Elite competition skateboarding seems like a lifetime from where Leo Baker is today, even though he was on a fast track to the Olympics just two years ago.

In 2020, two major events changed the sport and his life. One was the global COVID-19 pandemic that pushed the Summer Olympics in Tokyo, and the debut of street skateboard as a full medal sport, to 2021.

The other was Baker affirming his truth as trans-masculine, non-binary and queer, and deciding to forgo his place on the U.S. Olympic team to make a personal leap forward.

“My calendar was just full of flights, like one after another. There was never enough time where I could anticipate rest,” Baker looked back in an interview for the Trans Sporter Room. “The fact that everything got paused was a blessing for me to focus on what I needed to get done and not compromise my time in that way anymore.”

The rise, decision, and aftermath for Baker is the focus of the Netflix documentary, “Stay On Board: The Leo Baker Story,” which debuted on the streaming service in August. The film, directed by Nicola Marsh and Giovanni Reda, is an intimate look into Baker’s ascent from California-born newbie to six-time X Games medalist and Olympic medal contender.

The film also looks at Baker’s struggle of being in the spotlight as a top women’s skater, while dealing with an identity that was opposite of the perception. The story is told in a manner much like Baker is on his skateboard: intense, raw, and human.

“An intense period of my life” is how Baker described his experience shown in the film. There was the contrast in the evolution of the sport on its journey from the underground fringe to the Olympic stage, set against Baker’s evolution away from crafting a space on that stage and finding a different path.

Baker says his best canvas is the street.

One contrast was Baker instructing some would-be skateboarders, and then being part of a support group of those same skaters, who are all trans. Another was when Baker turned a photo shoot into his public coming out, and the fallout that followed on social media.

Much of 73-minute film delves into how Baker negotiated through performing in the sport while finding himself away from it

A scene that stuck with this reporter: Baker returns to his old high school to be inducted into the school’s hall of fame. His dead name adorns the plaque, and a teacher congratulating him on being a “world class female”.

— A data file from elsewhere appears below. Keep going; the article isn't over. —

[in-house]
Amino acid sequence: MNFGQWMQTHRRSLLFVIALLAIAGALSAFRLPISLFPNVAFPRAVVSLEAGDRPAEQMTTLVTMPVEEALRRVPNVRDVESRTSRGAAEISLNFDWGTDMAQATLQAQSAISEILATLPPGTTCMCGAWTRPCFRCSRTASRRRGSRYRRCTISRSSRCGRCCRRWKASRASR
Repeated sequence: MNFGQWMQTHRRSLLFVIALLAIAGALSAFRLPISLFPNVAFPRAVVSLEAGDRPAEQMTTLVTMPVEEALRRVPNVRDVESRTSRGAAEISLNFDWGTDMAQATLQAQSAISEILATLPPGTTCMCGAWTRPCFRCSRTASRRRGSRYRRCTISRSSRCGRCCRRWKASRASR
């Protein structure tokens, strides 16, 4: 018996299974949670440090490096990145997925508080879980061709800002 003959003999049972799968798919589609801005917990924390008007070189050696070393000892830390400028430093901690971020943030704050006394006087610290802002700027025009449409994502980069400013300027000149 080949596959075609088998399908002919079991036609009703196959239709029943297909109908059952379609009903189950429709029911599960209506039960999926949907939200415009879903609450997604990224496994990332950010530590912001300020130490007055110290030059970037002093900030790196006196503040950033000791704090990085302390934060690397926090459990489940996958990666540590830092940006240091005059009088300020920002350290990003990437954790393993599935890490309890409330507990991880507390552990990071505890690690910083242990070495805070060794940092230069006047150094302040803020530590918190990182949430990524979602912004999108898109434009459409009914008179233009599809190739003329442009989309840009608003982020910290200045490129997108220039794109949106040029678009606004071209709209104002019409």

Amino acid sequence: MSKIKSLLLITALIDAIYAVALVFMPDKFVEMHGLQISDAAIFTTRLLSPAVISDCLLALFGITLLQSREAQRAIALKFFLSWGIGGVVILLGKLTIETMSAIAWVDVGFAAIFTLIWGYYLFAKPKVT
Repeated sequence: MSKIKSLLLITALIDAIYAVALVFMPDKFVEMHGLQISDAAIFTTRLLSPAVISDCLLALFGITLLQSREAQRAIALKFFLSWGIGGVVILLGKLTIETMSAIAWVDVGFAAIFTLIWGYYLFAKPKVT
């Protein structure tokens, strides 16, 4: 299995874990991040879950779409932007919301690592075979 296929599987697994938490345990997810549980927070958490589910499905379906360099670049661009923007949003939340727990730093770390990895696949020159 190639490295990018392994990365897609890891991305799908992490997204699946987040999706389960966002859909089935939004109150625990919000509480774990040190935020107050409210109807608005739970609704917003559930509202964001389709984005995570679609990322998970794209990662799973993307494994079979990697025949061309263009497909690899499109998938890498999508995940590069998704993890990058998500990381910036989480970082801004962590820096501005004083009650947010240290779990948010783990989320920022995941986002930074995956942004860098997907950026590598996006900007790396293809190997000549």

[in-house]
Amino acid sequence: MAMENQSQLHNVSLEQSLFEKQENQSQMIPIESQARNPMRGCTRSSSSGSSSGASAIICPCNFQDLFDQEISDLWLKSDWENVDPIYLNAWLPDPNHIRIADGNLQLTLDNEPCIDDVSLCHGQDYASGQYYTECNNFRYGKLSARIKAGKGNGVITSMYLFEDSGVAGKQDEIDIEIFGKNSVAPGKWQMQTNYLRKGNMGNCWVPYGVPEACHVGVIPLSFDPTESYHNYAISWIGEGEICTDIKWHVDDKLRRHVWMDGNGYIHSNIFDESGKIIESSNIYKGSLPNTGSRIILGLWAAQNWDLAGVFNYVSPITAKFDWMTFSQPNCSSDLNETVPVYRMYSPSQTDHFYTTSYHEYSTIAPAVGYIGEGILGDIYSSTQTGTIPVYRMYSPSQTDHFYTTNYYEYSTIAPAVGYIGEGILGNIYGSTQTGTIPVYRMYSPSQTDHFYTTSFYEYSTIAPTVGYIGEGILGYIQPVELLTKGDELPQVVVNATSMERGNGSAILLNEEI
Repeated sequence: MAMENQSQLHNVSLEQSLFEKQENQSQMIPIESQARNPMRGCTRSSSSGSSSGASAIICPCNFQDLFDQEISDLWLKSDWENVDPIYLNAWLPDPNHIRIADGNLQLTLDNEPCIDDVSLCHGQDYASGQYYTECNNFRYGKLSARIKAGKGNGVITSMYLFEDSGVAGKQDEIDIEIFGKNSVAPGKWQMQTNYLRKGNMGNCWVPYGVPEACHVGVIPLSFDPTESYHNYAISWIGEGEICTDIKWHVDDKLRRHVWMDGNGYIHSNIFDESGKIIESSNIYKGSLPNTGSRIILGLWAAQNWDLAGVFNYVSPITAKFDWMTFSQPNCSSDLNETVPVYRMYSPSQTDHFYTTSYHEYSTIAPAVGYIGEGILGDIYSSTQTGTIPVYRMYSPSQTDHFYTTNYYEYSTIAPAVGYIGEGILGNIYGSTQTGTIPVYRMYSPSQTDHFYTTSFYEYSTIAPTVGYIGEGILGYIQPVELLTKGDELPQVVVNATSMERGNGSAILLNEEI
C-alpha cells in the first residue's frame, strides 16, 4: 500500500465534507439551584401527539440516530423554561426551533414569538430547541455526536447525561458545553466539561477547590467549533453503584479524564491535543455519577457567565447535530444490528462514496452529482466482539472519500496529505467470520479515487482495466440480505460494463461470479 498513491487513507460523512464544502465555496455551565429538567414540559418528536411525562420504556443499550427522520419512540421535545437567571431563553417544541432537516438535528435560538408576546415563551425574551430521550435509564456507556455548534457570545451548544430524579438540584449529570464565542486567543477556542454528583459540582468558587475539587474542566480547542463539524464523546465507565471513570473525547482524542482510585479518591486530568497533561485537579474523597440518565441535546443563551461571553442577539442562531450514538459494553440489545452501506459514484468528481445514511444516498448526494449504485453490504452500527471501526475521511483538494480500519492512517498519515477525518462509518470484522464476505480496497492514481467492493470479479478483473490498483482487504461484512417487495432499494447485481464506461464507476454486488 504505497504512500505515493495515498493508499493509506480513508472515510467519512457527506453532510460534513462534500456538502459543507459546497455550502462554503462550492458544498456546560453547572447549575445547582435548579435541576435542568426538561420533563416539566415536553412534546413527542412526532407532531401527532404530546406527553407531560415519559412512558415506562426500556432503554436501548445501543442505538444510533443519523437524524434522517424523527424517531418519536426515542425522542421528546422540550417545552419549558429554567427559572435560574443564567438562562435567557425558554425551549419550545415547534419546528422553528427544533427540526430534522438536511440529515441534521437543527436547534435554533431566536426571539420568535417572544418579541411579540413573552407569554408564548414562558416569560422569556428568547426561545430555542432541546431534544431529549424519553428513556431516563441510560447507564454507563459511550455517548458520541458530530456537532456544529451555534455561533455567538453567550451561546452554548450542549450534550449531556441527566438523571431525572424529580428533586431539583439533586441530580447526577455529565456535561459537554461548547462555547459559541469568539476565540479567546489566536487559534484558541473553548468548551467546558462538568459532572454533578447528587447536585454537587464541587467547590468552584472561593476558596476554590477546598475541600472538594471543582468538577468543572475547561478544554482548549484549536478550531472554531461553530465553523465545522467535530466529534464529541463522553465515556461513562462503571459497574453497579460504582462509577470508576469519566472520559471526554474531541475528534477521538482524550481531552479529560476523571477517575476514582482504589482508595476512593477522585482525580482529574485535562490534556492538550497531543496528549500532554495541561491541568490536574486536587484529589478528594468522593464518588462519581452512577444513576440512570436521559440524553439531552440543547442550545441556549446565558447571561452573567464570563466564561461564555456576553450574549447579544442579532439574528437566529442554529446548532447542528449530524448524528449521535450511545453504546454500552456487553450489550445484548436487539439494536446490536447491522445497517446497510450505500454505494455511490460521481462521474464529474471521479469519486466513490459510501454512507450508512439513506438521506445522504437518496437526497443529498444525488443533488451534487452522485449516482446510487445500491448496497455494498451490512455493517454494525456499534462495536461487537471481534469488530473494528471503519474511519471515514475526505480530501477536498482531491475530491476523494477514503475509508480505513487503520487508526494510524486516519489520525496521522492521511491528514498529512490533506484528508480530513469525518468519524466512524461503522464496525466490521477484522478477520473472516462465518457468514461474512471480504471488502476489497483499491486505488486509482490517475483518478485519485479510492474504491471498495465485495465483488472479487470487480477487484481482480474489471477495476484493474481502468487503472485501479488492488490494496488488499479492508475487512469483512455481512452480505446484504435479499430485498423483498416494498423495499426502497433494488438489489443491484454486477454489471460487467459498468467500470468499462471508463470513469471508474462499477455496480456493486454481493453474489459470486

The eye roll from Baker as the teacher walked away was worth a paragraph of monologue. It was a sign of the increasing energy it took to compartmentalize.

“Early on it wasn’t super difficult, my early to mid-20s, because everything was kind of convoluted and there wasn’t a lot of clarity around what I wanted to do,” he said. “It was getting more clear at the same time the Olympic hype was rising.

“I would be out there and would just be miserable and then I just can’t wait to go home and just be alone. It was a dark time for being in competition and knowing what I know and what I needed to do.”

Since moving forward with his transition in 2020, Baker has forged ahead in a number of creative directions.

Baker made his clean break in February 2020, leaving his chance at the Olympics behind and going forward with his medical transition not long thereafter.

He started to skate and make videos as a passion, and started his own skateboard design firm.

Baker also saw the decision as putting himself first.

“When the spotlight is so clear on how much I am stripped of being creative on those space and my humanity, when I move into the space I want to be in I really get to lean into those things,” he said. “I feel grateful to be able to work on skating the way I want to do it and not have to compromise that anymore.”

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